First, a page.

Holloway guided the Eagles to the Premier League through the play-offs last season after finishing in fifth place. Since winning promotion tehy have not been big spenders, signing Dwight Gayle for £6 million pounds, Marouanne Chamakh for an undisclosed amount and a handful of other players on free transfers. This signalled that the club was not going to spend a fortune trying to stay in the Premier League. This is always a delicate balancing act and Holloway has been here previously with Blackpool when he failed to keep them in the Premier League after the club followed a similar frugal approach to it's only season in the Premier League.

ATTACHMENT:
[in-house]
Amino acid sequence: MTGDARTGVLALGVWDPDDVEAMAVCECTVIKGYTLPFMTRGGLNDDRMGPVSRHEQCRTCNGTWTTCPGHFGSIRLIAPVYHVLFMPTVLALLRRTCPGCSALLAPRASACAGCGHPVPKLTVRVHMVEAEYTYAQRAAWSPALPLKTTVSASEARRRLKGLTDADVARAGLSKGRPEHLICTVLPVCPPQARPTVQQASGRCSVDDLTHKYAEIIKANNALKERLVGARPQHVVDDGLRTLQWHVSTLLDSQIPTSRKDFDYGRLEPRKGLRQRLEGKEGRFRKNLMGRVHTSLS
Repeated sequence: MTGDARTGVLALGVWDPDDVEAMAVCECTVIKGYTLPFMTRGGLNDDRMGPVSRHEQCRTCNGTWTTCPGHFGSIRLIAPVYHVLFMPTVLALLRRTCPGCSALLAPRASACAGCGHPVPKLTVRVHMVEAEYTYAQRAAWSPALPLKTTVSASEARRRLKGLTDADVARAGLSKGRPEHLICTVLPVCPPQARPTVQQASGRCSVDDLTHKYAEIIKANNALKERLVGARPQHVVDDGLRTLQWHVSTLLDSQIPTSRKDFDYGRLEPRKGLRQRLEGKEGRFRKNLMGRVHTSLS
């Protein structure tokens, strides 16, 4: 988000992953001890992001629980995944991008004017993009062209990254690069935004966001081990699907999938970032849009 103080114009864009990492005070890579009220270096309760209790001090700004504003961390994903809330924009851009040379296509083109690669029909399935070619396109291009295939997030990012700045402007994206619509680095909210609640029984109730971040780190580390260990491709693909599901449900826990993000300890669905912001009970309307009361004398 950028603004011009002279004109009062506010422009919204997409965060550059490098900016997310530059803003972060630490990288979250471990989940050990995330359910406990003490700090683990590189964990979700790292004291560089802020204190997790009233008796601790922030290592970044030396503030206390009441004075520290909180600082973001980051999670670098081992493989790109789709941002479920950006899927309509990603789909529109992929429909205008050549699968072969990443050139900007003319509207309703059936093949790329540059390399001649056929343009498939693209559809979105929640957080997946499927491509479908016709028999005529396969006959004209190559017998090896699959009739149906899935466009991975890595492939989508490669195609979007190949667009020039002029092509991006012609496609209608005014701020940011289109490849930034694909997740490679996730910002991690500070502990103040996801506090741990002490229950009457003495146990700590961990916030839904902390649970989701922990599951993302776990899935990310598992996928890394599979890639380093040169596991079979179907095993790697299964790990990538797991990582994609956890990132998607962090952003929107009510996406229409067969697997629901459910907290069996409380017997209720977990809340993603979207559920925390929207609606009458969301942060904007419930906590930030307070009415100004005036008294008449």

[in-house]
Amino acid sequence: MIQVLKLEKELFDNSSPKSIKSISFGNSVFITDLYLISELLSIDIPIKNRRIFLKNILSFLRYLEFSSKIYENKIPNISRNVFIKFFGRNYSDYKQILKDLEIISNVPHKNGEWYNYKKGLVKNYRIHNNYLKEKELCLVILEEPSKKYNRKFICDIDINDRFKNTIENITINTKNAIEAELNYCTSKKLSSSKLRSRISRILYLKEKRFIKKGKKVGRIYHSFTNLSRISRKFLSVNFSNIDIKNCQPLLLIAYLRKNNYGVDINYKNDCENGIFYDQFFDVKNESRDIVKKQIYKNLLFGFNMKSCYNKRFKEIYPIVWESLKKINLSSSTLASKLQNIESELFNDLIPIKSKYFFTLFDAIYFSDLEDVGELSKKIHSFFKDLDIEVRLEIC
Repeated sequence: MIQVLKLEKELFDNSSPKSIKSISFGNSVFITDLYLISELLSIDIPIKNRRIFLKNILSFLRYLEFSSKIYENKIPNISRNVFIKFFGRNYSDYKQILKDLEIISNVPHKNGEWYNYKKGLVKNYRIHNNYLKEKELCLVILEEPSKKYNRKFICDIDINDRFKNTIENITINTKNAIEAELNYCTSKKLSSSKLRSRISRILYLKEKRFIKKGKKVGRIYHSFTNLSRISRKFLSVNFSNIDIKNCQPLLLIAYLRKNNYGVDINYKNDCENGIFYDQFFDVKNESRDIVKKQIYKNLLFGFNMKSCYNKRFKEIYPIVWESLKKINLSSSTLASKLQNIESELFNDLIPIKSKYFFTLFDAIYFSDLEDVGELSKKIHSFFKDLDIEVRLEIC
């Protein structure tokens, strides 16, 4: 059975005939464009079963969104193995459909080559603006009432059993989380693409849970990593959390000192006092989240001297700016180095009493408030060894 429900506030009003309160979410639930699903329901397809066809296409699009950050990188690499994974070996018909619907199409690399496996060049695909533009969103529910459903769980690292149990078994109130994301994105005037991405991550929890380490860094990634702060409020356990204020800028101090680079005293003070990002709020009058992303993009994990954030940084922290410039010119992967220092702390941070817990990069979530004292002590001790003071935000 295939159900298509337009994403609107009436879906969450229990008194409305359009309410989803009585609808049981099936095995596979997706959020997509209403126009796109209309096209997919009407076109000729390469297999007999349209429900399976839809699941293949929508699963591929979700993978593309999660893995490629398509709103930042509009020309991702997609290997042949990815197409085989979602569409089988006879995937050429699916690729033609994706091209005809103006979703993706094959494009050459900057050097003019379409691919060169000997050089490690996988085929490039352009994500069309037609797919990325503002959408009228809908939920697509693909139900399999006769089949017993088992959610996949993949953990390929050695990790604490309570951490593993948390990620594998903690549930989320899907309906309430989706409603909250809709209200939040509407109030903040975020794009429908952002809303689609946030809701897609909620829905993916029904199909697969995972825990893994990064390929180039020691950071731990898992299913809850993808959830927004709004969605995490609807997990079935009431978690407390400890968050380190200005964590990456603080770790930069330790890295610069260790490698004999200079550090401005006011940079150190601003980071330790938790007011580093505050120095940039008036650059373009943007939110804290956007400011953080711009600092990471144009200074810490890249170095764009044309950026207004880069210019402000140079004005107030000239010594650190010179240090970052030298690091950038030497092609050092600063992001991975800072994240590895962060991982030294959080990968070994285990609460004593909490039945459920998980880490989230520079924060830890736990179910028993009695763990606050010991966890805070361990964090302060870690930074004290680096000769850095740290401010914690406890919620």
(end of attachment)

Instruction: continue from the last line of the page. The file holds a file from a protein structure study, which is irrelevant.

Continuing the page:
The pressure on Holloway now seems to indicate the club owners are more willing to take a punt on survival, though it's unclear why any investment would be more productive with a different manager.
It does however seem premature to consider changing manager for a promoted club. It would also seem disloyal when Holloway has been so instrumental in getting the club to this position in the first place. An analysis of the recent history of the Premier League's promoted clubs suggests however that promoted clubs are developing a greater tendency to get rid of managers in their first season after promotion. The table below shows the clubs (in bold) that have parted company with their manager within a season after gaining promotion to the Premier League. The clubs highlighted in yellow were those relegated in their first season.
It's more likely to be a hard-nosed business decision. The only manager of a club promoted through the play-offs to retain his job while not avoiding the the drop is Ian Holloway himself. The odds are short on him doing something similar this year.